Ed
2180  Camaro Research Group Discussion / General Discussion / Re: Coil spring spacers for 67-69 Air Conditioned Camaro's? on: August 05, 2006, 09:54:51 AM
I'm not going to answer for John, but here's what I've found so far...

The THREAD ON YENKO.NET shows an article from the February, 1967 issue of Car Craft refrencing coil spring spacers being placed in a 67 Camaro due to the addition of a 427. The EBAY AUCTION also referenced in the thread is for a P/N 3789664 coil spring spacers.

I looked in my 1971 issure P&A 26 "Dealer Parts and Accessories Price Schedule" and sure enough, P/N 3789664 is listed under Group 7.425. I looked in my 1968 P&A 34 "Parts and Accessory" manual for the Camaro, Chevelle, Nova and Corvair, and there is no group 7.425 listed. I also looked in my P&A 14a for Corvettes, and again, no group 7.425. Therefore, you can safely say that these spacers were not used on any of the above cars from the factory. I then looked in my 1957 issue P&A 30 for Passenger Cars, Corvettes and Light and Medium Duty Trucks, and there WAS a Group 7.425, but it didn't show that part number. The part numbers shown were earlier than the 3789664, but not by much, which tells me that that particular part was used in the late 50's or early 60's. Unfortunately, I don't have a P&A 30 from the 60's, so I can't verify this, but part numbers starting with "378" are late 50's/early 60's issue.

Now, with that in hand, the group 7.425 title in my 1957 P&A 30 is "SHIM - SPACER, Front Spring", but gives no further explaination. There are a few thicknesses listed (see the picture below), so we at least know now that this spacer was available from GM. HOWEVER, it was never used on the 67 Camaro except in the case of this particular Nickey conversion. I'm assuming the reason they used the spacer is because when this article was written, the 67 Big Block hadn't yet been released so there were no springs available for it. Nickey used a truck (or possibly a full size car) spacer to raise the front end an inch. I would also assume that when the big block DID become available, and therefore the accompanying springs, this spacer was no longer needed and wasn't used.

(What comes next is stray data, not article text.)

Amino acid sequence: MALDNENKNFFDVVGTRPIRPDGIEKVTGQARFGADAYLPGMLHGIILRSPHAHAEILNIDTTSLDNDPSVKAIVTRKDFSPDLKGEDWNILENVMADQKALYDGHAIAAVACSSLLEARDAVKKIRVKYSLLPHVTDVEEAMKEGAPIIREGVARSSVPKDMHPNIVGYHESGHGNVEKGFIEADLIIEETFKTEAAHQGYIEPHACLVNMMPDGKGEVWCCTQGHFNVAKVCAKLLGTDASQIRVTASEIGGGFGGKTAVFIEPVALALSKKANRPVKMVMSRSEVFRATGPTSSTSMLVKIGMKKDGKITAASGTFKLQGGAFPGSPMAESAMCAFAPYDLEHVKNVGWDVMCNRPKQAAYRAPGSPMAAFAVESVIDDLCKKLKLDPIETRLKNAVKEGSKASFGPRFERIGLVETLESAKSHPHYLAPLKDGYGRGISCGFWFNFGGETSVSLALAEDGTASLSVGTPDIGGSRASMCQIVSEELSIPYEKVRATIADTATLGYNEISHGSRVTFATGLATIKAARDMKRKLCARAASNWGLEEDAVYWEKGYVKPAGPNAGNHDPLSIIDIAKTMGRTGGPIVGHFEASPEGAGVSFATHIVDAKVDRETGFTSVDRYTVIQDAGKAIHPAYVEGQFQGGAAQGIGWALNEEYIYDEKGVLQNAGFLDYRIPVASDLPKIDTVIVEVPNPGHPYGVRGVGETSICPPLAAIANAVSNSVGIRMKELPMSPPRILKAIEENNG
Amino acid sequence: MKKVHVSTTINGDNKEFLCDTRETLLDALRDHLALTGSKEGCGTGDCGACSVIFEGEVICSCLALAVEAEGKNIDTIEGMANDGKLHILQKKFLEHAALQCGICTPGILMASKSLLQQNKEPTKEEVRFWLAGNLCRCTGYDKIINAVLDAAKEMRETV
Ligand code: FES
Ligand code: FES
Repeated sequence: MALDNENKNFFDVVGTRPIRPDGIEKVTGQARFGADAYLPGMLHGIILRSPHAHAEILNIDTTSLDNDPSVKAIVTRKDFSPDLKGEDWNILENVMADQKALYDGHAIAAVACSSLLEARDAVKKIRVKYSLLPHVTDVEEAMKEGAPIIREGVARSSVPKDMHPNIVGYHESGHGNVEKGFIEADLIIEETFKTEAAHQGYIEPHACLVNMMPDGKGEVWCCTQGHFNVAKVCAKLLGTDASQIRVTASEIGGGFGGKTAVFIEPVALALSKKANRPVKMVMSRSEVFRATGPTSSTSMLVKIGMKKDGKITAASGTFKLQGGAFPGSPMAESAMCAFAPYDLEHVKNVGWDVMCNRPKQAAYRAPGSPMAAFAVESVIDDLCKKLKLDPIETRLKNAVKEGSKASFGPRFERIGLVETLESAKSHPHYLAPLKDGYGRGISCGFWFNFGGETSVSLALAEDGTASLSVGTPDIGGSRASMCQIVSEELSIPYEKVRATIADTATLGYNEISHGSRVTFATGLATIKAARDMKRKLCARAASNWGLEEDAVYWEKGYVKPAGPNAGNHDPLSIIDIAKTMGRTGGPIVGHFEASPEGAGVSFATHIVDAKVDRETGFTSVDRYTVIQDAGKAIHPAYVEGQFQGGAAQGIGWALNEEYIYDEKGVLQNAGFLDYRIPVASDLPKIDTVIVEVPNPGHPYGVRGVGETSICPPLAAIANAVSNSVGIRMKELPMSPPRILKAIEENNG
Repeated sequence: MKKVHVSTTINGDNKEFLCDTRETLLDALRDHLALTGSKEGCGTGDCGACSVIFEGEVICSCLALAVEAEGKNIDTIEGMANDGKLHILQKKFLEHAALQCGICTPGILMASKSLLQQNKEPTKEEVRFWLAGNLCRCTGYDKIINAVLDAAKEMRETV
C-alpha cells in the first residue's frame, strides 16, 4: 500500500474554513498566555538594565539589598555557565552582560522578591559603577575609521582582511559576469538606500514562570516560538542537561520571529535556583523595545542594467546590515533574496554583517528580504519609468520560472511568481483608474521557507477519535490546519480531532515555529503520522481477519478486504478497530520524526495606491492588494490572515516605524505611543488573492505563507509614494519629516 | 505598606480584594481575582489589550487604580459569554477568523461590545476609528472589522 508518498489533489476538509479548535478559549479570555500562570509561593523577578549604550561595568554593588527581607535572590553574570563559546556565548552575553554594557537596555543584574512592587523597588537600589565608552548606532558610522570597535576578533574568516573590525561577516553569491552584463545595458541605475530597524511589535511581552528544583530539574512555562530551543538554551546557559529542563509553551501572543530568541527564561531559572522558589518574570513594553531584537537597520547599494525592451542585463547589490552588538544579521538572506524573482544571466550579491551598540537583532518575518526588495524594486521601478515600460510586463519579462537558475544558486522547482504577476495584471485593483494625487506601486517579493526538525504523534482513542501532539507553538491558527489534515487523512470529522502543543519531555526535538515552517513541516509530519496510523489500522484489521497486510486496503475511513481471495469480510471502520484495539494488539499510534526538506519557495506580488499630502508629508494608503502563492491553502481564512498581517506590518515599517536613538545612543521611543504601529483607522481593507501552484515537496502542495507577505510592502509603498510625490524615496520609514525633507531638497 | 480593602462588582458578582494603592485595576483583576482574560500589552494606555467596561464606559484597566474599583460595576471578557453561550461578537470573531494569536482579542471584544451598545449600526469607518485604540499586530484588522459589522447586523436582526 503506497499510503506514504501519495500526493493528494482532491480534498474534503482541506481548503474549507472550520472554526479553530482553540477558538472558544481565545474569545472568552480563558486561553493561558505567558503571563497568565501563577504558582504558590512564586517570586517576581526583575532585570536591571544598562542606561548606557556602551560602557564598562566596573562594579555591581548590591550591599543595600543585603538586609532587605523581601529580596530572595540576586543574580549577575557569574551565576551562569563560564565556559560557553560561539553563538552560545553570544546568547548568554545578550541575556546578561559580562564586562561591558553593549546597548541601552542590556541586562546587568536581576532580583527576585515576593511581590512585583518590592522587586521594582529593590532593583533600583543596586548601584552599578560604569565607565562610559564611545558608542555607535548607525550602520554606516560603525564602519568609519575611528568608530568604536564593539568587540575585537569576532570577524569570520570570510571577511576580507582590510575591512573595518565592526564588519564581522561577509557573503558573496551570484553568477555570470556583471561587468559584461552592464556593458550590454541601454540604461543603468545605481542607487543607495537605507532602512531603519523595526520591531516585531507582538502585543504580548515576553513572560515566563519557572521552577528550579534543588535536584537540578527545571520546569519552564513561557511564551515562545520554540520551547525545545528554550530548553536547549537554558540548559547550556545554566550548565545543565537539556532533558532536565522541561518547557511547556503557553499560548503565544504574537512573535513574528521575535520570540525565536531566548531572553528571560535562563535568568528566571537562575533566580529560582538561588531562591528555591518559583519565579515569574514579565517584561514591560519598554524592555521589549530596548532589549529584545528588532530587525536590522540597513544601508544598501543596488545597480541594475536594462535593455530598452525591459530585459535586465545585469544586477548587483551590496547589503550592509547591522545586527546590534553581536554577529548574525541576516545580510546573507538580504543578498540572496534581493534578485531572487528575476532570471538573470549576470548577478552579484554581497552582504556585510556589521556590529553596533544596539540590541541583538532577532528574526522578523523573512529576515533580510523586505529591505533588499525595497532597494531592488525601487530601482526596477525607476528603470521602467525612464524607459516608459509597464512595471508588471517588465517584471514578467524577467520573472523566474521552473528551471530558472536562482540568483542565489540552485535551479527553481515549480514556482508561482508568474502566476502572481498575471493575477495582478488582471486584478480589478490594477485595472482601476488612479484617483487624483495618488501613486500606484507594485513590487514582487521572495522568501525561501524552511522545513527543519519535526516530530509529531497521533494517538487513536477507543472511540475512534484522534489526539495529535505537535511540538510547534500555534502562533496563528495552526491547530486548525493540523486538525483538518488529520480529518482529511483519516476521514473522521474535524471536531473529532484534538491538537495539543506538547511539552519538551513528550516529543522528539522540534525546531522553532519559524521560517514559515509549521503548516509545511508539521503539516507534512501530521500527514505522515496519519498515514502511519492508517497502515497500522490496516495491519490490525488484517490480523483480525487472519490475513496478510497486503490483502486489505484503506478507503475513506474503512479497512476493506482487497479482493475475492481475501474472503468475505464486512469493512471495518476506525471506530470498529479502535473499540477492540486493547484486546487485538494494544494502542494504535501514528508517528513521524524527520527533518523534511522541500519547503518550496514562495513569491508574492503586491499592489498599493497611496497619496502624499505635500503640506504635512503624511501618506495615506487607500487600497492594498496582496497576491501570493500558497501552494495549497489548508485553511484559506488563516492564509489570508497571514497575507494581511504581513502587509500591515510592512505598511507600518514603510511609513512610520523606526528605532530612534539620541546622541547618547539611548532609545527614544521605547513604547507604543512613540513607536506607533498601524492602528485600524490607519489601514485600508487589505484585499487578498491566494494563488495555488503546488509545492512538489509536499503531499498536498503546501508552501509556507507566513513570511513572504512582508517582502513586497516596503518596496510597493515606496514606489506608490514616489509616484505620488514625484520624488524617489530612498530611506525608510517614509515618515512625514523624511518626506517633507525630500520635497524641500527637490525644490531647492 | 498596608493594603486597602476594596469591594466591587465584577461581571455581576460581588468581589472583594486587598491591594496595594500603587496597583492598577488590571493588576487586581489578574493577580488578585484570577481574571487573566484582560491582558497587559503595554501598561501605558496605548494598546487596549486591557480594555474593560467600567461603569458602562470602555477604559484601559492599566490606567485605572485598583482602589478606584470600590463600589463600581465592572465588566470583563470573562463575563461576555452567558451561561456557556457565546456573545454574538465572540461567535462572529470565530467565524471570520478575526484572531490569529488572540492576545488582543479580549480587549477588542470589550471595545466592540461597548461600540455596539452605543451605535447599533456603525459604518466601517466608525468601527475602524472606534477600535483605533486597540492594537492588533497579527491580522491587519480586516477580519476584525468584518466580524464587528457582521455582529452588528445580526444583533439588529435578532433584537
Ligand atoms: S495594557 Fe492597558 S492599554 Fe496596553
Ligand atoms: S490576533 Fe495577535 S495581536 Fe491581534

Remember, magazine articles are written 3 to 4 months prior to the cover date, so no big block Camaro's were yet available. I would imagine that this particular article was written in late September or early November, 1966 before the release of the Camaro 396.

Ed


2181  Camaro Research Group Discussion / Originality / Re: 69 x77 5 leaf rear springs on: August 05, 2006, 09:26:36 AM
Yes, they did. Scroll down to question 121 on the ASK CRG PAGE and you should get your answer.

Ed
2182  Camaro Research Group Discussion / Decoding/Numbers / Re: COPO? on: July 26, 2006, 01:41:11 PM